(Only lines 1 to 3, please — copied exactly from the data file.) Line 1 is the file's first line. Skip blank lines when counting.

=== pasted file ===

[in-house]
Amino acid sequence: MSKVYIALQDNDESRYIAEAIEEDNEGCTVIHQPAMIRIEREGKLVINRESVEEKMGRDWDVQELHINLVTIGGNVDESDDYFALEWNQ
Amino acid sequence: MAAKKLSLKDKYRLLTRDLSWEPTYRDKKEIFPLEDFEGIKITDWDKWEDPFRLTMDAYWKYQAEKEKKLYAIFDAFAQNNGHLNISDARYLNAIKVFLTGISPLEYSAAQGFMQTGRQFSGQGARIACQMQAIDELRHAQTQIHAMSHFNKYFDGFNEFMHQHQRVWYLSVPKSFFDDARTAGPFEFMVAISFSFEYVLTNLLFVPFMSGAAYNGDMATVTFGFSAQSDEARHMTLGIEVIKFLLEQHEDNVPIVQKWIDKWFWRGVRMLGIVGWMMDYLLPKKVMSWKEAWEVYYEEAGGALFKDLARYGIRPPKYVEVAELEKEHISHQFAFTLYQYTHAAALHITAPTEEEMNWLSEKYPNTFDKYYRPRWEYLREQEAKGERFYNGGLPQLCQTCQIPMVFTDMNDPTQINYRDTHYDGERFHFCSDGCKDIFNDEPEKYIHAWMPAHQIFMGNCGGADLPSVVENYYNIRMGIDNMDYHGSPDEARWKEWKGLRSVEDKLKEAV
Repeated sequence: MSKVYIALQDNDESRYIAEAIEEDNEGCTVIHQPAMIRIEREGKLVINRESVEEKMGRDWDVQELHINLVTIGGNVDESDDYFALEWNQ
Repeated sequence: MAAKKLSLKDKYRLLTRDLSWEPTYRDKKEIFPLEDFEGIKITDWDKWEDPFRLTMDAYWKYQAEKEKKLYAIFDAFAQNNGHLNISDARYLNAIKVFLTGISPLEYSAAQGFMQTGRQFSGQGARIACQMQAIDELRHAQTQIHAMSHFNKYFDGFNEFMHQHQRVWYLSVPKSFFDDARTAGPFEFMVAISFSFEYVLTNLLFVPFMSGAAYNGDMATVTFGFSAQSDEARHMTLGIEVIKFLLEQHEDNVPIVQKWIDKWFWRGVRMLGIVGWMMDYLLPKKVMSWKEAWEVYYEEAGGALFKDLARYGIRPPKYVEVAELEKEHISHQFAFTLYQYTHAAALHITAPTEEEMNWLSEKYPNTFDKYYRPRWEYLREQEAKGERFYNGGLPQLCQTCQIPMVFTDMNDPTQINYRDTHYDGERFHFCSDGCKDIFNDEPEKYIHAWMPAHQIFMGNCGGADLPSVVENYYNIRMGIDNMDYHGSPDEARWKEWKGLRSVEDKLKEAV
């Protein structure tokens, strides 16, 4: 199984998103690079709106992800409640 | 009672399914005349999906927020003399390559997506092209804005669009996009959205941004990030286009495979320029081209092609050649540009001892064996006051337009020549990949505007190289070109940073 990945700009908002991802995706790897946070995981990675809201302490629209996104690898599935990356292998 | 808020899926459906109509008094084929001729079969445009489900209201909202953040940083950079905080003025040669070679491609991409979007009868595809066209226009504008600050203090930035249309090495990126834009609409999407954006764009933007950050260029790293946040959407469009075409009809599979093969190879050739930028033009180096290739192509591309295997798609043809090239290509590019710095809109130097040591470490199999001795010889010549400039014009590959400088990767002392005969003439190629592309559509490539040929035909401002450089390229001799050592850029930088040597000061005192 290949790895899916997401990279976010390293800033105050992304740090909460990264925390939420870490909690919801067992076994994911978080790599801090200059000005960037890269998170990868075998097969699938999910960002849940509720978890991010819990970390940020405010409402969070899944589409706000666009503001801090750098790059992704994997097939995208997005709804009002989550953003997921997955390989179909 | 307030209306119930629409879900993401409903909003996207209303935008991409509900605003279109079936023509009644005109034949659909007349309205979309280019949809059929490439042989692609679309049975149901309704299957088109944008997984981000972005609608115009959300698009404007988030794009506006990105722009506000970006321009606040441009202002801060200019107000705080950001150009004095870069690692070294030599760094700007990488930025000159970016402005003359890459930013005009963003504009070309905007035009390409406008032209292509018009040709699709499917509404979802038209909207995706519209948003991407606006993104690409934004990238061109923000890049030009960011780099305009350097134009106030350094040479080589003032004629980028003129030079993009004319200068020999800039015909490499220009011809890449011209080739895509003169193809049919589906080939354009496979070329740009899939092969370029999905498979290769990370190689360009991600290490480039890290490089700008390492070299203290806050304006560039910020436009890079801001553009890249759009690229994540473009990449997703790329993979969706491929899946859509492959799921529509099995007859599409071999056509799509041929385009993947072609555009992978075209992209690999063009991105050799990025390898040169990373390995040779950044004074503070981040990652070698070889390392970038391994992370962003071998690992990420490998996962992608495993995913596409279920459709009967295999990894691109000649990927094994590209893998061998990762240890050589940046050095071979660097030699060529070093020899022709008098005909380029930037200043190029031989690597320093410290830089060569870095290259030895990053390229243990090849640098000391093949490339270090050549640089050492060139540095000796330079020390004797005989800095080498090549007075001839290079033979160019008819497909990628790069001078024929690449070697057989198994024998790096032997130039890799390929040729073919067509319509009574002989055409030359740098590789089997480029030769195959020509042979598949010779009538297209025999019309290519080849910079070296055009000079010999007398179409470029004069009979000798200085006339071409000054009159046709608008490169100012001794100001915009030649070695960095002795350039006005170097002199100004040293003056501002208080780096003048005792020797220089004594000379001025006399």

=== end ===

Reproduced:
[in-house]
Amino acid sequence: MSKVYIALQDNDESRYIAEAIEEDNEGCTVIHQPAMIRIEREGKLVINRESVEEKMGRDWDVQELHINLVTIGGNVDESDDYFALEWNQ
Amino acid sequence: MAAKKLSLKDKYRLLTRDLSWEPTYRDKKEIFPLEDFEGIKITDWDKWEDPFRLTMDAYWKYQAEKEKKLYAIFDAFAQNNGHLNISDARYLNAIKVFLTGISPLEYSAAQGFMQTGRQFSGQGARIACQMQAIDELRHAQTQIHAMSHFNKYFDGFNEFMHQHQRVWYLSVPKSFFDDARTAGPFEFMVAISFSFEYVLTNLLFVPFMSGAAYNGDMATVTFGFSAQSDEARHMTLGIEVIKFLLEQHEDNVPIVQKWIDKWFWRGVRMLGIVGWMMDYLLPKKVMSWKEAWEVYYEEAGGALFKDLARYGIRPPKYVEVAELEKEHISHQFAFTLYQYTHAAALHITAPTEEEMNWLSEKYPNTFDKYYRPRWEYLREQEAKGERFYNGGLPQLCQTCQIPMVFTDMNDPTQINYRDTHYDGERFHFCSDGCKDIFNDEPEKYIHAWMPAHQIFMGNCGGADLPSVVENYYNIRMGIDNMDYHGSPDEARWKEWKGLRSVEDKLKEAV